In Your Perfect World Which Pro Golfer Wins Next?

The world of golf had reasons to celebrate recently when a couple of the “good ones” found their way back to the winner’s circle. Just two weeks ago good guy Charley Hoffman won on the PGA TOUR while long suffering, fan favorite, Christina Kim picked up a victory on the LPGA Tour.

The rarely reserved, largely liked Kim hadn’t won in 221 starts, since the 2005 Tournament of Champions, and in those ten years has battled demons, both personal and professional, including injury, depression and thoughts of suicide. But the 3-time U.S. Solheim Cup team member and self-admitted LPGA Tour “class clown” battled through it all and found the strength and her game during an emotional week in Mexico. Friends, family and fans rejoiced because Christina Kim was back.

Hoffman’s road to victory wasn’t anywhere near as hair-raising. Sure he hadn’t won in five years and more than 100 starts but he did win more than a million bucks a year between wins and was lucky enough to avoid anything resembling an injury. But Hoffman has always been well-liked by both peers and galleries and it was good to see him get a well-deserved third trophy.

So who would we, as fans, like to see win again next? I don’t know about you but I have a short list of both men and women. For my money it would be fun to see them all victorious but for the purposes of this discussion I’ll rate them from “least to most” on the “covermeboys like to see win again” meter.

John Daly

I’m not a huge JD fan but even I have to admit his winning again would be a great story. The two-time major champion hasn’t won on the PGA TOUR in more than a decade. Daly won once in 2004 then finished second (thanks to playoff losses) twice in 2005 before sliding into a downward spiral both personally and professionally. In ’04 and ’05 “Long John” took $4,119,428 PGA TOUR dollars to the bank playing in 45 tournaments and averaging $85,000 per start. In the 10 years since those two successful campaigns he’s come up woefully short managing just two top-10’s, earning a total of $1,566,133. He’s teed it up on tour 104 times, averaging just $15,000 per start, pocketing far less than his heyday average in exactly half of those ten years.

And talk about personal demons! John Daly is a walking, talking, smoking, “tee it high and let it fly”, lifetime invitee to the Jerry Springer Show (does Jerry Springer still have a show?). There might be as many people upset as thrilled were John Daly to win again but can’t you just picture the party?

Mike Weir

The 2003 Masters champion last won on the PGA TOUR in the Arizona desert at the end of the 2007 season. I remember because I was there producing Golf Channel’s broadcast of the Fry’s Electronics Open. 148 starts later the affable Canadian is still looking for his next victory. He did have one second place finish during a pretty good 2014 making 9 of 15 cuts and almost $900,000. Weir has gone through swing changes and battled several injuries in his quest to win again. He became the first Canadian born player to win a major championship when he donned the green jacket in ’03 and I have no doubt an entire country as well as millions of golf fans all over the world would happily raise a glass if Mike Weir was to finish atop a PGA TOUR leaderboard on any given Sunday going forward.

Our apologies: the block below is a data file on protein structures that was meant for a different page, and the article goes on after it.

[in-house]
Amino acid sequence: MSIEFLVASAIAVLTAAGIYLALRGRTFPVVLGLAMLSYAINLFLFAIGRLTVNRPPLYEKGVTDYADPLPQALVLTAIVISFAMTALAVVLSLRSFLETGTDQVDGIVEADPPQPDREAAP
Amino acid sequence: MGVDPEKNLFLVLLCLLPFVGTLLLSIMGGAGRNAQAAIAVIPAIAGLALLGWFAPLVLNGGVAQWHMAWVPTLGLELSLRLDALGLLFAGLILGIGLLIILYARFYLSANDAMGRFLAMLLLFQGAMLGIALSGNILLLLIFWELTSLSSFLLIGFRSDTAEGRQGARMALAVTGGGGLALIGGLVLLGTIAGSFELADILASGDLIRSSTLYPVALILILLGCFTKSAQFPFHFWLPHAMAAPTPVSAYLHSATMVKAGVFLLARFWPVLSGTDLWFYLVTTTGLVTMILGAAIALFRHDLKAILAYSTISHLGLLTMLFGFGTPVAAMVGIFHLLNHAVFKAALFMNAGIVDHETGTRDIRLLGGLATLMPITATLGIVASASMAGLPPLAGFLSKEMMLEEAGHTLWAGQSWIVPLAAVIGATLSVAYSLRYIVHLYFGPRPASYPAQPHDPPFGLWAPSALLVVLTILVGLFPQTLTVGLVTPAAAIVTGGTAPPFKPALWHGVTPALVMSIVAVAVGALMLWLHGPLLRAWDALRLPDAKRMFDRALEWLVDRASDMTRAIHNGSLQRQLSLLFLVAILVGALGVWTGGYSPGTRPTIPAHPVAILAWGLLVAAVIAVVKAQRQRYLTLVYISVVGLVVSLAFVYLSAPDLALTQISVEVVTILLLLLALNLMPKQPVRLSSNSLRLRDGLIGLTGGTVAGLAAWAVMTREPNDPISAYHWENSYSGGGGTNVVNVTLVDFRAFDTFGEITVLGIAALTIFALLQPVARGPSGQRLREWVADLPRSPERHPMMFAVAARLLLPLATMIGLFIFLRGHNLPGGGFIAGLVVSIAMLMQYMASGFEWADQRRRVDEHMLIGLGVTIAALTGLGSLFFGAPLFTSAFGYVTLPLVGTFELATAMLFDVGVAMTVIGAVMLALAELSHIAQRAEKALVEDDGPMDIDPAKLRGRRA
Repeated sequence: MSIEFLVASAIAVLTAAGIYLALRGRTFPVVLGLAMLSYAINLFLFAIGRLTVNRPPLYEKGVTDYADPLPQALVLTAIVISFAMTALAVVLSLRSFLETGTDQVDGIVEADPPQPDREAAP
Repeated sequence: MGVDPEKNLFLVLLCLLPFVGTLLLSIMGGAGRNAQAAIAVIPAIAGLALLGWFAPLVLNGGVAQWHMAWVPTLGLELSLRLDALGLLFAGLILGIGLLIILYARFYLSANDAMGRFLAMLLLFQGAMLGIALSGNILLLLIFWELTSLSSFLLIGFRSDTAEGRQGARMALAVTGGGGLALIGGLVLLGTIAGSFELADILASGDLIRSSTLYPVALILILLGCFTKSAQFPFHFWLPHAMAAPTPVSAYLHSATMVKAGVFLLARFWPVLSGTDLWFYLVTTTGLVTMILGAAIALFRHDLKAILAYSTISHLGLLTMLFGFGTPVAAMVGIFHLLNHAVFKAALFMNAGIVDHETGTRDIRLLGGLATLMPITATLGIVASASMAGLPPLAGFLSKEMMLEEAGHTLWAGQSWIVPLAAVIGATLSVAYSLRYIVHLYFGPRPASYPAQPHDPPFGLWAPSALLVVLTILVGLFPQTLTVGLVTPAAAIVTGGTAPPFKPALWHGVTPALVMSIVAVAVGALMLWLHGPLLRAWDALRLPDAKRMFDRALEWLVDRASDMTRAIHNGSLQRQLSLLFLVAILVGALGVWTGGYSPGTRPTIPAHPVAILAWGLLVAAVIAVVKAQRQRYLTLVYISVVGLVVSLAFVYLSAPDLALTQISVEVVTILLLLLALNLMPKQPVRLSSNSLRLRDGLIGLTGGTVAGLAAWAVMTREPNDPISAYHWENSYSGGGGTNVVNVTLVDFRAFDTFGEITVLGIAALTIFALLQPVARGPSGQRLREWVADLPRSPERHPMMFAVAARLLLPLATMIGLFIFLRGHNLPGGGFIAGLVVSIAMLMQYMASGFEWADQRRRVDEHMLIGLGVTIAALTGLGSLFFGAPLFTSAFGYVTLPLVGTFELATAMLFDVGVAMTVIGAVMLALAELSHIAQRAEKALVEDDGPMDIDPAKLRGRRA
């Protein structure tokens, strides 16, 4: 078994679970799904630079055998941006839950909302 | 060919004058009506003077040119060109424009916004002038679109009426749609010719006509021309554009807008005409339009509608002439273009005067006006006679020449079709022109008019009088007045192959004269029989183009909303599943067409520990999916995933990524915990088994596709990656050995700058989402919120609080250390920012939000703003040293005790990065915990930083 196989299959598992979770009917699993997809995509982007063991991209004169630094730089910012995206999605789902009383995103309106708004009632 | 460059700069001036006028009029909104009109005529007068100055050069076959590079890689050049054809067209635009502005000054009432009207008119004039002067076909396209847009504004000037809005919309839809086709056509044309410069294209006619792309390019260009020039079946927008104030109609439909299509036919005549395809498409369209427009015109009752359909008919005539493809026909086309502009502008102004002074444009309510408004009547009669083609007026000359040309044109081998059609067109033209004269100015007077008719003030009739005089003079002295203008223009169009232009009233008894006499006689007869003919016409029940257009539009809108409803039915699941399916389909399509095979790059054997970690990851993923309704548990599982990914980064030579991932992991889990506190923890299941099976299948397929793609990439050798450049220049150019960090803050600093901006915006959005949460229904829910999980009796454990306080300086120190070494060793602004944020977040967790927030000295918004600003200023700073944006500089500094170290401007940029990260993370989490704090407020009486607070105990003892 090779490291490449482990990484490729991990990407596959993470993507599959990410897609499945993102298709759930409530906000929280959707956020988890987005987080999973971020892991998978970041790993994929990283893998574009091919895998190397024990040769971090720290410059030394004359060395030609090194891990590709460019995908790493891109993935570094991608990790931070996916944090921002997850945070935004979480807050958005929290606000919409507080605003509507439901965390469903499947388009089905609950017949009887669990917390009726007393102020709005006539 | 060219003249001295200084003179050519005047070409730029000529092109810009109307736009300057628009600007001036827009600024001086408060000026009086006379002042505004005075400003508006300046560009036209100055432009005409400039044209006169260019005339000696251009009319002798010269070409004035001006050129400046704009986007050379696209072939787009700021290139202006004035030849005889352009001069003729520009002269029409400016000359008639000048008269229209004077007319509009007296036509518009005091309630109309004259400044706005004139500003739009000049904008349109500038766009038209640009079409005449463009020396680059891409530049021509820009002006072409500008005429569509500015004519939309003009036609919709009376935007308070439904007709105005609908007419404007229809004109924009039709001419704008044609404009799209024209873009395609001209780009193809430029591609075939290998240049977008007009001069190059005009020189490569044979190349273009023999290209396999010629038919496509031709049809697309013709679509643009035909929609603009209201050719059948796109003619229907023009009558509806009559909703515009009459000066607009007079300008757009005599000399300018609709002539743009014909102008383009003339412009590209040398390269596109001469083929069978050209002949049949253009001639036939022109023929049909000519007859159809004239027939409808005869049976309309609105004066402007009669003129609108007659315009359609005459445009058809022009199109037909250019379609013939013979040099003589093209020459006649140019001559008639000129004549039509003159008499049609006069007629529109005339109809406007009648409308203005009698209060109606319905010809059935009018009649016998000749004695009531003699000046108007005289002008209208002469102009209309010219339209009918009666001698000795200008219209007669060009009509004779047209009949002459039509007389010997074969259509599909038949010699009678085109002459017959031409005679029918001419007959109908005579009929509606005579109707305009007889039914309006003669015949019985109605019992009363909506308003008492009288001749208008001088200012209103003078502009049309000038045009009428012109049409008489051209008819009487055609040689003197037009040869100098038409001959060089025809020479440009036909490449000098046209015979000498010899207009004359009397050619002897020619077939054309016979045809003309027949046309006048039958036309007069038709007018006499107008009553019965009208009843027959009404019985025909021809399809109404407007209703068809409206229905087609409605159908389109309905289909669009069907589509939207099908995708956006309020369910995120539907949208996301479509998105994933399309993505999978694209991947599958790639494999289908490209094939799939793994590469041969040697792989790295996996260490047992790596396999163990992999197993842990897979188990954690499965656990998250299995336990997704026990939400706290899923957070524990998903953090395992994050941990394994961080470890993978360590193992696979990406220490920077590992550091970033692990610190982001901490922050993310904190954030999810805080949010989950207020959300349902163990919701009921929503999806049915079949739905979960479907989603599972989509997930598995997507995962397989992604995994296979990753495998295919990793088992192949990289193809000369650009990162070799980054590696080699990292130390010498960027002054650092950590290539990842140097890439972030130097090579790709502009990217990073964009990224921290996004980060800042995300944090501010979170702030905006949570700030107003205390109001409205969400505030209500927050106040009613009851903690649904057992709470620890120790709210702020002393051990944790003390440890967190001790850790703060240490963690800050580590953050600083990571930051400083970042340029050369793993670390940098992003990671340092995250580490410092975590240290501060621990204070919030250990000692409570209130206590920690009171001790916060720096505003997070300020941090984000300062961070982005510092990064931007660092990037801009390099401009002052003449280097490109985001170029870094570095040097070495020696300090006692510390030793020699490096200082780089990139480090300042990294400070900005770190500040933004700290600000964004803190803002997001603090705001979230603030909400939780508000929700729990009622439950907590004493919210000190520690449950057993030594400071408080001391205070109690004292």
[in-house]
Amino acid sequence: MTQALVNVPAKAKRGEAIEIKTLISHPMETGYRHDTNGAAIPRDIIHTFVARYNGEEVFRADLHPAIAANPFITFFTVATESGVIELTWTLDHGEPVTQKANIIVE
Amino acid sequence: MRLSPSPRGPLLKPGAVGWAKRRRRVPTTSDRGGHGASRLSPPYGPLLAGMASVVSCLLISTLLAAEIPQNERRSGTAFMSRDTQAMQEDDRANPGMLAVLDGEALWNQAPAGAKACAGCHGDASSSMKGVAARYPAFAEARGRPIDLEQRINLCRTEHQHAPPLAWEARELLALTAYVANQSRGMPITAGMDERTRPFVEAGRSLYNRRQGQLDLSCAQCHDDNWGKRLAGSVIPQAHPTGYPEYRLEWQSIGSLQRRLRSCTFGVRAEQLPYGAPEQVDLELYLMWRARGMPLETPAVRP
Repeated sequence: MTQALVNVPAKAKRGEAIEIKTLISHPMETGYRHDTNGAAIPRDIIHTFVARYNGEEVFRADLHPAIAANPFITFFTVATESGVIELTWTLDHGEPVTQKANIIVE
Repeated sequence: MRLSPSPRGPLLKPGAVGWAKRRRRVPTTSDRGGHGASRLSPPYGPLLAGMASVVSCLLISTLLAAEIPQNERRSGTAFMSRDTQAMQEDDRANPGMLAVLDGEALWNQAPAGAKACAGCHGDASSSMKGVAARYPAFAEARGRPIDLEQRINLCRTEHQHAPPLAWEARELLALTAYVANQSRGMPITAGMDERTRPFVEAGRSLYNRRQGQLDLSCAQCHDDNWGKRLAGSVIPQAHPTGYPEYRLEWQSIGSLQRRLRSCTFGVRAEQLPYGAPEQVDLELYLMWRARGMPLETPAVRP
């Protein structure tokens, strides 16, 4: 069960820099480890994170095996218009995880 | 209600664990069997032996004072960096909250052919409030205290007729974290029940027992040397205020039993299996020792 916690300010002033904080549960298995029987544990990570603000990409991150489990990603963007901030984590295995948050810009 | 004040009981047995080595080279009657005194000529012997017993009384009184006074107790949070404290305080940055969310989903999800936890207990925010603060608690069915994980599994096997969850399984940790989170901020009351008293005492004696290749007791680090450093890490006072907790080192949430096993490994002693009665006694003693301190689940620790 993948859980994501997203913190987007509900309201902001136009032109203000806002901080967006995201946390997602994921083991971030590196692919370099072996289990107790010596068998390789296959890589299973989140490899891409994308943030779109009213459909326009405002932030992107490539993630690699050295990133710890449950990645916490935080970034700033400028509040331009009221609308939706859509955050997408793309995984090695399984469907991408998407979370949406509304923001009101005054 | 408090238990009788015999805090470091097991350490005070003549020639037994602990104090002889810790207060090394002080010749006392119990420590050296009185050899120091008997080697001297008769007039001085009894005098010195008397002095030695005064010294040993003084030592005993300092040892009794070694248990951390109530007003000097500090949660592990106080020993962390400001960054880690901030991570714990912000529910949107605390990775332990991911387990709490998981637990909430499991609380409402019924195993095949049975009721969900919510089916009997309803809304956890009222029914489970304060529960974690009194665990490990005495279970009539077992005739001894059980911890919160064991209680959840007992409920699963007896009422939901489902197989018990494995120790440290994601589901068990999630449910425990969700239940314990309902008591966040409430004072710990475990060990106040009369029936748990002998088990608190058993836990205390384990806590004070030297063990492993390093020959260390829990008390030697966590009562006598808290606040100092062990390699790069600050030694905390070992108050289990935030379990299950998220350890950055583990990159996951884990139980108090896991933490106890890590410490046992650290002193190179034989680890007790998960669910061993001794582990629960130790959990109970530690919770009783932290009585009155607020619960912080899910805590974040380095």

Those would be noteworthy but personally I am rooting especially hard for two pros to find their winning form again…

Laura Davies

Davies

Davies is a legend, about to finally and rightfully be inducted into the World Golf Hall of Fame. She has a larger than life personality and the golf game to match. 88 worldwide professional wins (20 on the LPGA Tour), three majors and seven-time LET Order of Merit winner Laura Davies won five times in Europe in 2010 but hasn’t won an LPGA Tour tournament since 2001.

Davies is also a “dame” in most every sense of the word. Appointed officially a DBE (Most Excellent Order of the British Empire) by the Queen of England in 2014 she is also the only player, on either side of the pond, to compete in the first twelve Solheim Cup matches and is that competition’s all time points earner with 25. In 1994 she became the only professional golfer, male or female, to win on five different tours in one calendar year.

She won the Wegman’s Rochester International by three shots over Maria Hjorth and Wendy ward in June of 2010 and no one who follows golf would have imagined she would not win another LPGA Tour event. If and when she does I will happily get in a very, very long line to congratulate her and celebrate.

Full disclosure… Through my work in golf television I personally know all of the players on my short list but there is only one that I can honestly call a friend. But that isn’t the only reason I would be just one of many who would like to see him win again.

Jason Gore

JGore